Herb Simpson, president and CEO of the Traffic Injury Reasearch Foundation, left, demonstates an alcohol ignition interlock device as Sen. Locke Burt, R-Ormond Beach, right and Ken Howes, spokesperson for the Florida Highway Patrol, center, watch, Thursday, Feb. 28, 2002, in Tallahassee, Fla.  Burke is sponsoring a bill that would make the device mandantory equipment in automobiles driven by persons who have had two driving under the influence convictions. (AP Photo/Phil Coale)

A drunk driver prevented the theft of a TJ Maxx in Farmington, CT on Wednesday. Okay, not exactly. The drunk driver's car prevented the theft. According to The Hartford Courant, three men swiped $4,500 worth of ladies handbags from the department store, but didn't get very far. Store security noticed the heist and alerted authorities, who were waiting for the pilferers outside the store.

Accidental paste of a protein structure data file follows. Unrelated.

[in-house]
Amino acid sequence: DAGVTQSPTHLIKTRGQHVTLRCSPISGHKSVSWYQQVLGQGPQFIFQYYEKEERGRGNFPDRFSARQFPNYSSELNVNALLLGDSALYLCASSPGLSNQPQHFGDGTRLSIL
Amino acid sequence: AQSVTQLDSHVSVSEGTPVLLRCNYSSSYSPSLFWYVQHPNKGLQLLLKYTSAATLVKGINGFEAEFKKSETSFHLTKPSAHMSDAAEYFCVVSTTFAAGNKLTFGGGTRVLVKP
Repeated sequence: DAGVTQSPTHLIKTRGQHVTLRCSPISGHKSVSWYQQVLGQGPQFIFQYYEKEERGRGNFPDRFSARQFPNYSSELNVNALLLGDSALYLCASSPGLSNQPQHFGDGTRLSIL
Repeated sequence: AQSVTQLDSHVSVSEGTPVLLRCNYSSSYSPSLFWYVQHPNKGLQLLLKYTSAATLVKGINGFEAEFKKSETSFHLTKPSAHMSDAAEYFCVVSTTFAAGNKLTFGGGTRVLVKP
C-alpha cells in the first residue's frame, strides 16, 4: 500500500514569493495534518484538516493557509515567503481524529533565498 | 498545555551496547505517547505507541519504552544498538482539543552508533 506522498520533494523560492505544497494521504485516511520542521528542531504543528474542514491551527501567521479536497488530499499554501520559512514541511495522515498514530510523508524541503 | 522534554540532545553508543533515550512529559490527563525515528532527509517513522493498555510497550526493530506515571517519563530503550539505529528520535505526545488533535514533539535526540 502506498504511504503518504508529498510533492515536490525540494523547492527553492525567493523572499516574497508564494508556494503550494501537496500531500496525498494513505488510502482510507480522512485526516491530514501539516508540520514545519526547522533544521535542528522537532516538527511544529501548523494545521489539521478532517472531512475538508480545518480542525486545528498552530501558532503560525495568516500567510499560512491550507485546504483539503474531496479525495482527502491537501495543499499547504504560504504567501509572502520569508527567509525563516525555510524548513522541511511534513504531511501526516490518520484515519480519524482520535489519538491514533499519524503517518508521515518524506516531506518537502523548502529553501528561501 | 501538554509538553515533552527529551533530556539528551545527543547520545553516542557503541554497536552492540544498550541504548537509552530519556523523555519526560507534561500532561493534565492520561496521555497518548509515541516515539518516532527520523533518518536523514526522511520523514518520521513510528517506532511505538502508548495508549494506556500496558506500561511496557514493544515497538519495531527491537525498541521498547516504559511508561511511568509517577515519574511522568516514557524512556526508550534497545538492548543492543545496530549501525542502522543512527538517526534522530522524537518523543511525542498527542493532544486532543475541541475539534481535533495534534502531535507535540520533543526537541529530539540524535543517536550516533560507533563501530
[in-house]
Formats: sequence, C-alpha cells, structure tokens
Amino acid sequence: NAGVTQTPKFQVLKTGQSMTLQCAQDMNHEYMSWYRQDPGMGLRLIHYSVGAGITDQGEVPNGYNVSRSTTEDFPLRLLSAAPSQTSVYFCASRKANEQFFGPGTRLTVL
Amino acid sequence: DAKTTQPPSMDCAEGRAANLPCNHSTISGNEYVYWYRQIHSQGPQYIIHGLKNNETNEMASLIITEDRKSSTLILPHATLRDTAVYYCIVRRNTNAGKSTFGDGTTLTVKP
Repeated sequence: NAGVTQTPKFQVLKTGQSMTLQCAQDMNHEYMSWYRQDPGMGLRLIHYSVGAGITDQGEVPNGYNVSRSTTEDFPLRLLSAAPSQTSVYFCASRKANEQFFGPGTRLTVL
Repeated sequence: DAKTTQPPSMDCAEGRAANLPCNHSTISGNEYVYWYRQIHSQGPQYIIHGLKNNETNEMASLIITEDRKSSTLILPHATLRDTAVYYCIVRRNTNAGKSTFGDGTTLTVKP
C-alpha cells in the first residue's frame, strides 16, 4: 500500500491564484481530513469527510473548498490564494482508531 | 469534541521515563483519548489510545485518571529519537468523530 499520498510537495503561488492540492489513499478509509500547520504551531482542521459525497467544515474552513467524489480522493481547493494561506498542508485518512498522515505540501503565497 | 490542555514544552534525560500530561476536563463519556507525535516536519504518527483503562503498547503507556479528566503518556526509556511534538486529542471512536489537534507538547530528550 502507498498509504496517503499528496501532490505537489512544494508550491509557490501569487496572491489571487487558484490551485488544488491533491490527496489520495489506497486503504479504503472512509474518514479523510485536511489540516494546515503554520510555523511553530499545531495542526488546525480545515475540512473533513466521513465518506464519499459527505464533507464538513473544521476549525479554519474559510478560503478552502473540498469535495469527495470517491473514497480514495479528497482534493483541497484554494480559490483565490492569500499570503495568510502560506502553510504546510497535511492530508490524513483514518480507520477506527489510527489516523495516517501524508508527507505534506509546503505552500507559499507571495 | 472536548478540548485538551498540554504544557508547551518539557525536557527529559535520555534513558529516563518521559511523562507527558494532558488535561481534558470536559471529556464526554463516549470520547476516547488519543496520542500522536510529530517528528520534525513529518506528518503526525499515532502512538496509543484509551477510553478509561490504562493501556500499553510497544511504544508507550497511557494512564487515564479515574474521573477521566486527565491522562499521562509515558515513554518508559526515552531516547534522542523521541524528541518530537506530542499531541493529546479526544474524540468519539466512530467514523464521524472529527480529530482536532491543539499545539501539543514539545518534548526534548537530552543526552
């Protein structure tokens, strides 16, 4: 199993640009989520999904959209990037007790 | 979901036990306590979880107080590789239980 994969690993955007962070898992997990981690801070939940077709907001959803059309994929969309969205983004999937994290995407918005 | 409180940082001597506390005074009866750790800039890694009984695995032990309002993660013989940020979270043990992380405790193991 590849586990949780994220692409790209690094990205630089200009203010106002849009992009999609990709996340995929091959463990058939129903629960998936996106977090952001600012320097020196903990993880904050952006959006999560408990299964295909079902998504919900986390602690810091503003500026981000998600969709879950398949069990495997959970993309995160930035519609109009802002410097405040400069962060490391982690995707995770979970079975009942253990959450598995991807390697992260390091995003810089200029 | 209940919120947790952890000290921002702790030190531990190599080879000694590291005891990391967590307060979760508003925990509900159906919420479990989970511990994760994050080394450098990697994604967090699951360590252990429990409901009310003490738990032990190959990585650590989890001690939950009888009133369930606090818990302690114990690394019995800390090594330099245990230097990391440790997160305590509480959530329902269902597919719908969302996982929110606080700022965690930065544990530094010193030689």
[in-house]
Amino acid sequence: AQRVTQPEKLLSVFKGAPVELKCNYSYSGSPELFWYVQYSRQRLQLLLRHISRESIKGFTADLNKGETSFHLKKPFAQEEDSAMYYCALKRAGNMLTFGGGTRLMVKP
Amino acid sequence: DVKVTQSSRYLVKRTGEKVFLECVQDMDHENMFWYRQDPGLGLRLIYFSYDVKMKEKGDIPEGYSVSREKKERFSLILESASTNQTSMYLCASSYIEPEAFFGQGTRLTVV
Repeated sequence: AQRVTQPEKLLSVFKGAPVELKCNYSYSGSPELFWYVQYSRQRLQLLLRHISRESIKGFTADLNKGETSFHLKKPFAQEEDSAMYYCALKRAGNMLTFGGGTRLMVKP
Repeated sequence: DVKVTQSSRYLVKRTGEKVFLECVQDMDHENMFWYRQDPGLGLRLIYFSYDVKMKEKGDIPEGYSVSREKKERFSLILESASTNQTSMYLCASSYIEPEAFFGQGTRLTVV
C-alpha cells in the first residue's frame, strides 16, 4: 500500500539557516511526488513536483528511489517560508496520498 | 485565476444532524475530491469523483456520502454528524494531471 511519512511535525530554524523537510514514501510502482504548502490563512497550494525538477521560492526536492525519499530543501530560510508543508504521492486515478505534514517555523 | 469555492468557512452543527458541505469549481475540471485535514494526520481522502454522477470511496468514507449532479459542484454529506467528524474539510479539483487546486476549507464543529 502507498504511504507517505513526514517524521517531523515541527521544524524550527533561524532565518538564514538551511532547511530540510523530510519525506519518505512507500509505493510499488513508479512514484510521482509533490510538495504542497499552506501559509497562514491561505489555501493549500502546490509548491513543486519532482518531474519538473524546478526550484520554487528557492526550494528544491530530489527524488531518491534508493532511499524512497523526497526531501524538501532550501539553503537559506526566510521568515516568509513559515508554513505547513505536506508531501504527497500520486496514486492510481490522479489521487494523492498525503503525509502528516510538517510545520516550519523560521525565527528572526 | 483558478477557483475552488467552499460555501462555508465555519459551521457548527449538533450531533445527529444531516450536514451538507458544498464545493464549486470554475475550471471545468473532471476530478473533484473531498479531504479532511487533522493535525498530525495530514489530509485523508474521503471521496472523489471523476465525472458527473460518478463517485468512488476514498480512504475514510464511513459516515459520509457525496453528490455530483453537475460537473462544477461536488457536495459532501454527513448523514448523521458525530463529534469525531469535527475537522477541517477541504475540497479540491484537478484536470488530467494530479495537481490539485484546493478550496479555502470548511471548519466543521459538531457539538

One man, Levar Fulgham, saw the police and booked it, hopping in a nearby idling car. The only problem, though, was the ignition interlock that was installed. The interlock, which prevented the car from being shifted into gear without first blowing into a breathalizer, was installed because the car's owner had a few too many and got busted driving drunk (shame he didn't have a good friend to try and take his keys).

After revving the engine and realizing he couldn't get it into drive, Fulgham abandoned the car and continued his flight on foot. Police were forced to tase the thief before they could apprehend him. Fulgham was charged with third-, fourth- and sixth-degree larceny, conspiracy to commit fourth- and sixth-degree larceny, refusal to be fingerprinted and interfering with police.